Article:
Have you ever read a book, and when you finished it, thought "Man, that could have been SO great if only X..."
What do you think X is?
Let me share a few of my X's.
1. The characters had been better developed.
If we can't relate to the characters as readers, the book falls flat - no matter how exciting the story itself is. Make sure you flesh out your characters and give them heartbeats. Make them real and relatable and 3 dimensional. Give them habits and quirks and physical descriptions and fears and strengths and weaknesses.
2. The book had gone through more editing.
Typically vanity presses or self publishing gets the most heat here, and for good reason - the stories aren't edited by a professional editor. (in most cases) Either the author thinks "Good enough" or there is miscommunication between the author and the publisher and the author thinks there will be an editing service that isn't provided. Of course this isn't always, but it is often. On the other side of that coin - sometimes traditional houses leave mistakes in their books too. Accidents happen, and I'm not dissing vanity or self pub - I'm just speaking from what/where I see the most of. If you publish yourself or use a vanity press please be aware of the editing process, and hire a freelancer editor to give a thorough overview of your book - NOT JUST FOR TYPOS AND GRAMMAR AND SPELLING BUT FOR STORY CONTENT!!!! Using commas correctly throughout isn't nearly as important to readers (in my opinion) as it is making sure you don't contradict yourself throughout the story or change the character's hair color suddenly in the middle of the book, etc. All of that is considered editing as well.
3. The author had used more internal thoughts to help us get to know that POV character better.
Too much white space is a bad thing. If your story is nothing but action and dialogue you are missing an important piece of your book. We can't get to know your character (see Point #1) without getting inside their heads. Show us their mental and emotional reactions in scenes. Visceral reactions as well. Show us what they see/hear/taste/feel. Not just where they go or what they say.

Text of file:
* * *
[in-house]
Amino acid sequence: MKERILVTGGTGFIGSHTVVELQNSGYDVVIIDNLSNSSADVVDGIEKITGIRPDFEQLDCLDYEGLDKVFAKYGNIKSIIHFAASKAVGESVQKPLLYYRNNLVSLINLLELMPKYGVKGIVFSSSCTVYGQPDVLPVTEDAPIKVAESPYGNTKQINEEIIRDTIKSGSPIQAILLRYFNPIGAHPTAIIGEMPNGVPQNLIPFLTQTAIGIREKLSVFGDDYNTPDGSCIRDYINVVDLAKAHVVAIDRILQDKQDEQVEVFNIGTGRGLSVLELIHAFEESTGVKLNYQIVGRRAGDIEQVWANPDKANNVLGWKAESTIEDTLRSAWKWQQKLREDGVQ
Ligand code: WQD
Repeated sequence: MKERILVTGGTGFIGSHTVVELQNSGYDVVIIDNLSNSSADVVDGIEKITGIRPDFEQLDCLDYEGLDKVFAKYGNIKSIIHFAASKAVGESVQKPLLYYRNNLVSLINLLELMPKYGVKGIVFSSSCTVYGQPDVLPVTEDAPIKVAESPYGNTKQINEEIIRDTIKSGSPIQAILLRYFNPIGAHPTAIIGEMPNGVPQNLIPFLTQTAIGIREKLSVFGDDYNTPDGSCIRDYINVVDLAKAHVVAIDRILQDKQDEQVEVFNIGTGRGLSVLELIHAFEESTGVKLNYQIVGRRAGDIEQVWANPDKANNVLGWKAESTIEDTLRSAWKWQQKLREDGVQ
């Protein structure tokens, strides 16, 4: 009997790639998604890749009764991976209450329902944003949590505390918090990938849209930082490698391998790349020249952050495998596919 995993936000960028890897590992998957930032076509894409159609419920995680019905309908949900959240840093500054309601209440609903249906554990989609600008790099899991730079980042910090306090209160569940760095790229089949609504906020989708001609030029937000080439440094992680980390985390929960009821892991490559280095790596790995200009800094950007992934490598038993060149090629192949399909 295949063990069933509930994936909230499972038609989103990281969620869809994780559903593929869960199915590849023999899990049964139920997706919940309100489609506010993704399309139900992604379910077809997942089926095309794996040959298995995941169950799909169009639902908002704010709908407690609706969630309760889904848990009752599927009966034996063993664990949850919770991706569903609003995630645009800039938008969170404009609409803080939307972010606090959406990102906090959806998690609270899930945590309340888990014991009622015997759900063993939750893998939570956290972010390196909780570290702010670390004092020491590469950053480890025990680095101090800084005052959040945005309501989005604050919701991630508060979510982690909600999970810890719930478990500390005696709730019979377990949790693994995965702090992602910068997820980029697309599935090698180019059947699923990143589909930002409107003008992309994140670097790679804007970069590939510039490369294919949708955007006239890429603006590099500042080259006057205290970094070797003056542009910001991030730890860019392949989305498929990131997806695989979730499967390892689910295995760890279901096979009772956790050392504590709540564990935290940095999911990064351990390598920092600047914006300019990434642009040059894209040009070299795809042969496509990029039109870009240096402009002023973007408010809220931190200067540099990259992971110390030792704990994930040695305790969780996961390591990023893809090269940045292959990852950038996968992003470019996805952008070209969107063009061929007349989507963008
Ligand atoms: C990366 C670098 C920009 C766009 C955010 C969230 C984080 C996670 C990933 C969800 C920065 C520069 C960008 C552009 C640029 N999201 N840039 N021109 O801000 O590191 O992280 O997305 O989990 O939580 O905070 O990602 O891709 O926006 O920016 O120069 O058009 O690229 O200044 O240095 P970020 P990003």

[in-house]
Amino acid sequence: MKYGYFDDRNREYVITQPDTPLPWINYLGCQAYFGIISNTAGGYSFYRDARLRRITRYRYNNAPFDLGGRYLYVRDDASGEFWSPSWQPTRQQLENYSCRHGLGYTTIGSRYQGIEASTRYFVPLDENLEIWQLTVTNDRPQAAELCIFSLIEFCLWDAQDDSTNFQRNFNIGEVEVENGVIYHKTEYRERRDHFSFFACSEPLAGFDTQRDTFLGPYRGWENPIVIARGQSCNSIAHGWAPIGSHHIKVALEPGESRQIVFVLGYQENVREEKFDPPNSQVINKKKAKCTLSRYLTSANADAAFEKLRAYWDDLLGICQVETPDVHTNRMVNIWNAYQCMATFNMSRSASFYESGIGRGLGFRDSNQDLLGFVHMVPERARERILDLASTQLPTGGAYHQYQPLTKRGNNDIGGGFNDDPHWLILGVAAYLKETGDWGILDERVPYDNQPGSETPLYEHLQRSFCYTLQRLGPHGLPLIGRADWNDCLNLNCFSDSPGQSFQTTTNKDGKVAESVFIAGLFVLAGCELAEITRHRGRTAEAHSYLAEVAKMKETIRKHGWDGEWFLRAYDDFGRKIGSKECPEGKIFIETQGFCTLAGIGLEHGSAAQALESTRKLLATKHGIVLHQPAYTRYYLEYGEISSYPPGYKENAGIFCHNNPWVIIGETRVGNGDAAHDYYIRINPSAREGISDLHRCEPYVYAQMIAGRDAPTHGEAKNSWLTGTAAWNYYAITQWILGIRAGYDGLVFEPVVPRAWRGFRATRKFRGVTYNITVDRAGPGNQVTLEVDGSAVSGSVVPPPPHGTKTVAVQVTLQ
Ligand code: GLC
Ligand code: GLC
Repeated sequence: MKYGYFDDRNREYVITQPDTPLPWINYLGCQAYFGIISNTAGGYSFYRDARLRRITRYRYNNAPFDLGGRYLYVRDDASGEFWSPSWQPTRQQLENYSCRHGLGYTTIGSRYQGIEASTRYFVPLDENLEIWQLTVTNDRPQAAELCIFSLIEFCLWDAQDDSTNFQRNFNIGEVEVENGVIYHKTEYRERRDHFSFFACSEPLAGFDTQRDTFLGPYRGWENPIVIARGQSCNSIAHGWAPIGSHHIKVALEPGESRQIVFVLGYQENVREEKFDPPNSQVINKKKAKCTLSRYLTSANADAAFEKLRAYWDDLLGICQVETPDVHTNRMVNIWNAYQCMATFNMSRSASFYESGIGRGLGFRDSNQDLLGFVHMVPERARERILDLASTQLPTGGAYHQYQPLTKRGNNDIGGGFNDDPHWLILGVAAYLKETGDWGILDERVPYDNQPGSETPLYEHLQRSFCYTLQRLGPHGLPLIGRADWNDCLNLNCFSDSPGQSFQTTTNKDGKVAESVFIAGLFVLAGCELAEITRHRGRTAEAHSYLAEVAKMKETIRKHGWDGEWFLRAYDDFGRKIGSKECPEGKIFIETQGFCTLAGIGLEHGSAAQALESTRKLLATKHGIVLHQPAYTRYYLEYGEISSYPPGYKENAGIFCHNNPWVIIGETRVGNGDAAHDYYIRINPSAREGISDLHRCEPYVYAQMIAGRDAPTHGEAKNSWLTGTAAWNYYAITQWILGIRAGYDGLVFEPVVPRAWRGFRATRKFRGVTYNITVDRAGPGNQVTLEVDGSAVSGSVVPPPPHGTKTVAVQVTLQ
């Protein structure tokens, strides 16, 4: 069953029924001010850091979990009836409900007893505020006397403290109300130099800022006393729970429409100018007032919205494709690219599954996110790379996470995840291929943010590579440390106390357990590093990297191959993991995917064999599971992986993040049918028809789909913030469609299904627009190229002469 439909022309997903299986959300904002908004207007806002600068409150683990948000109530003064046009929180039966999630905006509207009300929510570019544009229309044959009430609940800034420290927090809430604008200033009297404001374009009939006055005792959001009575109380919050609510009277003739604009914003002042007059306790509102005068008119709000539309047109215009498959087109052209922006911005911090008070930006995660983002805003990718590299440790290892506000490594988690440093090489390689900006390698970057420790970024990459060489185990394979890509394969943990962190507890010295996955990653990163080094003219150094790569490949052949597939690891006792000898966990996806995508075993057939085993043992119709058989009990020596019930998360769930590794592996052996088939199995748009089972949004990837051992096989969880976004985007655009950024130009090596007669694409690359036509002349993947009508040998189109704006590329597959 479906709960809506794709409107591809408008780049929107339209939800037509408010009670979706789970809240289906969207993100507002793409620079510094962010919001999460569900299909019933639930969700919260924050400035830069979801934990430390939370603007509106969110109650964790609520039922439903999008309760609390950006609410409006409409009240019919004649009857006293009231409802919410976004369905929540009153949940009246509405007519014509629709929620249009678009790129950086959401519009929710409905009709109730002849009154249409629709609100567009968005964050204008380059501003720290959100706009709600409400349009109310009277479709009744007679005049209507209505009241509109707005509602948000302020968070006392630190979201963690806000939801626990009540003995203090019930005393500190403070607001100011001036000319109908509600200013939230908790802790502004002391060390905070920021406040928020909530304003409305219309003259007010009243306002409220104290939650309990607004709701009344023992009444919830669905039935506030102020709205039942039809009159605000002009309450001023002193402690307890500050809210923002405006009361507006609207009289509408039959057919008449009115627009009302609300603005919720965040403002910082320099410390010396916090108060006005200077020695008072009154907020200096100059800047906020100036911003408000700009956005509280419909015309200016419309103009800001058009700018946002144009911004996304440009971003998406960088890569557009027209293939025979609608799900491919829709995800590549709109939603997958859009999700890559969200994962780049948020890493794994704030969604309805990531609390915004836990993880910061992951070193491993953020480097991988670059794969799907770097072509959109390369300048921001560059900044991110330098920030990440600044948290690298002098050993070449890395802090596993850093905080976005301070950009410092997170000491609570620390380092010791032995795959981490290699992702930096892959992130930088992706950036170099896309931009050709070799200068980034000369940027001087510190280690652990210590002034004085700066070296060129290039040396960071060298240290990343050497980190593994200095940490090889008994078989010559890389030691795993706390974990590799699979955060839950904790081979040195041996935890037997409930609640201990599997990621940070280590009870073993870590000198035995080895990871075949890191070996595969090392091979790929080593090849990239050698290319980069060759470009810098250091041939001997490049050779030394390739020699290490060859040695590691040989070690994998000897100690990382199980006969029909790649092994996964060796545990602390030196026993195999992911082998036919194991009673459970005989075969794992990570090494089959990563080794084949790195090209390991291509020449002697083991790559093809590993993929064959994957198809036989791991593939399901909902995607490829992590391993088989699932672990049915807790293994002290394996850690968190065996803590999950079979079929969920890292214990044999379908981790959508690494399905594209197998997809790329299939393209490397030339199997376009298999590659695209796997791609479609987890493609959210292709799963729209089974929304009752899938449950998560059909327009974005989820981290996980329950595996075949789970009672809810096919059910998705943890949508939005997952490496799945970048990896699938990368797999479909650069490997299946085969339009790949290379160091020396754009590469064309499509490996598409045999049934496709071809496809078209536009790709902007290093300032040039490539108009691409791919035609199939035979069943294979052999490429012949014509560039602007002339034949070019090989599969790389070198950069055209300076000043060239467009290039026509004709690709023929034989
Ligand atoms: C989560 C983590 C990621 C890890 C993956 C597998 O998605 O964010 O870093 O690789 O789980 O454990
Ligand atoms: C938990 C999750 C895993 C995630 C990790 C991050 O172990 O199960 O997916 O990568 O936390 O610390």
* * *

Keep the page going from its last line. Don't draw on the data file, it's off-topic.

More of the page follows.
4. The author had laid off the amateurish use of repeated dialogue tags and used more action beats.
I've harped enough on this lately, so you get the idea. ACTION BEATS ARE STRONGER THAN DIALOGUE TAGS. USE THEM. Moving on :)
5. The setting had been more vivid.
Setting can be a character in your story too. I've heard it said to set your story somewhere that the story wouldn't work otherwise. As in, make your setting a crucial element of your story. I don't totally agree with that, because not ALL stories require their setting to be a significant part of the book and if you force it, its obvious. BUT setting definitely still needs to play a part. So use your descriptions throughout, and do some research and try to incorporate unique things in whichever city you're setting your story in. Wildlife or landscape or weather or physical landmarks or restaurants, etc. If you make up a fictional setting, this is still important. SHOW where your character is.
6. The author had used more subtext and made the dialogue count instead of using so many fluff words.
Subtext is crucial, as is writing tightly and not filling your manuscript with "okay" and "thank you" and "you're welcome" and "mmmhmm" and other fluff words that work in real ife but that slow down the scene in fiction. There is ALWAYS a stronger, better cohice if you let yourself get creative and think :) Challenge yourself to let some of your phrases of dialogue carry a double meaning. Start noticing it in the books you read and see how it's done. It makes a world of difference in your writing. :)
Which of these ring true for you? What is your X list?